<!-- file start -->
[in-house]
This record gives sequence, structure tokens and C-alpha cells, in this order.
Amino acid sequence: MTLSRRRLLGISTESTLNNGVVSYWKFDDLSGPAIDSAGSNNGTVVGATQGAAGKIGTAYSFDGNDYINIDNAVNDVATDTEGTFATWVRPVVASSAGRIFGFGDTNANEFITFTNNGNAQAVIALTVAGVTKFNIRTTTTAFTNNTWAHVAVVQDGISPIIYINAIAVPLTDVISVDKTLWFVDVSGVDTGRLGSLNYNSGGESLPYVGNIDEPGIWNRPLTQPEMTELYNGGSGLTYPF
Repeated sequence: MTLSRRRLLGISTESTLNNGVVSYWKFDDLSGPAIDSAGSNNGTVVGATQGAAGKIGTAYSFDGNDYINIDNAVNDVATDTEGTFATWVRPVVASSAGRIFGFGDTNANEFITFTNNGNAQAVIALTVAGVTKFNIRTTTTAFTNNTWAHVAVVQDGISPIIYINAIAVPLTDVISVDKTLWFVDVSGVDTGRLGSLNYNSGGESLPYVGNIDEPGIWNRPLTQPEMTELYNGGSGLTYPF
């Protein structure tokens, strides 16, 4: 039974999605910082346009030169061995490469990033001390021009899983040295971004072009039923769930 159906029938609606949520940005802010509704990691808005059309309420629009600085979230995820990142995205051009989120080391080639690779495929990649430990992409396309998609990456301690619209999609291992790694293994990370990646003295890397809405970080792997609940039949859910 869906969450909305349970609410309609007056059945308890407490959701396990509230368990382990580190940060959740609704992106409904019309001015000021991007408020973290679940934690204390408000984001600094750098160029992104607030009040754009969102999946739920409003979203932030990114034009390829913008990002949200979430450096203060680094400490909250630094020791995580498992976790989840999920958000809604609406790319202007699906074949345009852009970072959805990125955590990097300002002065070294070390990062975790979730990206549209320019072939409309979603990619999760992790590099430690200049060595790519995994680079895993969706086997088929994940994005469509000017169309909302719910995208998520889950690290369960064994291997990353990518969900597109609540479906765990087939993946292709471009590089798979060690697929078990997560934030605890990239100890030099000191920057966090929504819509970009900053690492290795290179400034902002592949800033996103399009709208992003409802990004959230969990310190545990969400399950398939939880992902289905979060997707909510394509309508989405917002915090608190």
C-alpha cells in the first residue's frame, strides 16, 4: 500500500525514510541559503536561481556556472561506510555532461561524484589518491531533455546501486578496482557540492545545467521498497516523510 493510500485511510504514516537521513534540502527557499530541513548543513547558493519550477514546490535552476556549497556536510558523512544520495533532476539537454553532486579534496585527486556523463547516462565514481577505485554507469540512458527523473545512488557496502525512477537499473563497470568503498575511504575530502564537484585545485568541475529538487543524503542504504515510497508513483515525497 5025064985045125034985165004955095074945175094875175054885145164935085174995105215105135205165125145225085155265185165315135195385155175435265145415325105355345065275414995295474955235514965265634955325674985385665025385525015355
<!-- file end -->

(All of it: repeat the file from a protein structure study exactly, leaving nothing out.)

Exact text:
[in-house]
This record gives sequence, structure tokens and C-alpha cells, in this order.
Amino acid sequence: MTLSRRRLLGISTESTLNNGVVSYWKFDDLSGPAIDSAGSNNGTVVGATQGAAGKIGTAYSFDGNDYINIDNAVNDVATDTEGTFATWVRPVVASSAGRIFGFGDTNANEFITFTNNGNAQAVIALTVAGVTKFNIRTTTTAFTNNTWAHVAVVQDGISPIIYINAIAVPLTDVISVDKTLWFVDVSGVDTGRLGSLNYNSGGESLPYVGNIDEPGIWNRPLTQPEMTELYNGGSGLTYPF
Repeated sequence: MTLSRRRLLGISTESTLNNGVVSYWKFDDLSGPAIDSAGSNNGTVVGATQGAAGKIGTAYSFDGNDYINIDNAVNDVATDTEGTFATWVRPVVASSAGRIFGFGDTNANEFITFTNNGNAQAVIALTVAGVTKFNIRTTTTAFTNNTWAHVAVVQDGISPIIYINAIAVPLTDVISVDKTLWFVDVSGVDTGRLGSLNYNSGGESLPYVGNIDEPGIWNRPLTQPEMTELYNGGSGLTYPF
């Protein structure tokens, strides 16, 4: 039974999605910082346009030169061995490469990033001390021009899983040295971004072009039923769930 159906029938609606949520940005802010509704990691808005059309309420629009600085979230995820990142995205051009989120080391080639690779495929990649430990992409396309998609990456301690619209999609291992790694293994990370990646003295890397809405970080792997609940039949859910 869906969450909305349970609410309609007056059945308890407490959701396990509230368990382990580190940060959740609704992106409904019309001015000021991007408020973290679940934690204390408000984001600094750098160029992104607030009040754009969102999946739920409003979203932030990114034009390829913008990002949200979430450096203060680094400490909250630094020791995580498992976790989840999920958000809604609406790319202007699906074949345009852009970072959805990125955590990097300002002065070294070390990062975790979730990206549209320019072939409309979603990619999760992790590099430690200049060595790519995994680079895993969706086997088929994940994005469509000017169309909302719910995208998520889950690290369960064994291997990353990518969900597109609540479906765990087939993946292709471009590089798979060690697929078990997560934030605890990239100890030099000191920057966090929504819509970009900053690492290795290179400034902002592949800033996103399009709208992003409802990004959230969990310190545990969400399950398939939880992902289905979060997707909510394509309508989405917002915090608190």
C-alpha cells in the first residue's frame, strides 16, 4: 500500500525514510541559503536561481556556472561506510555532461561524484589518491531533455546501486578496482557540492545545467521498497516523510 493510500485511510504514516537521513534540502527557499530541513548543513547558493519550477514546490535552476556549497556536510558523512544520495533532476539537454553532486579534496585527486556523463547516462565514481577505485554507469540512458527523473545512488557496502525512477537499473563497470568503498575511504575530502564537484585545485568541475529538487543524503542504504515510497508513483515525497 5025064985045125034985165004955095074945175094875175054885145164935085174995105215105135205165125145225085155265185165315135195385155175435265145415325105355345065275414995295474955235514965265634955325674985385665025385525015355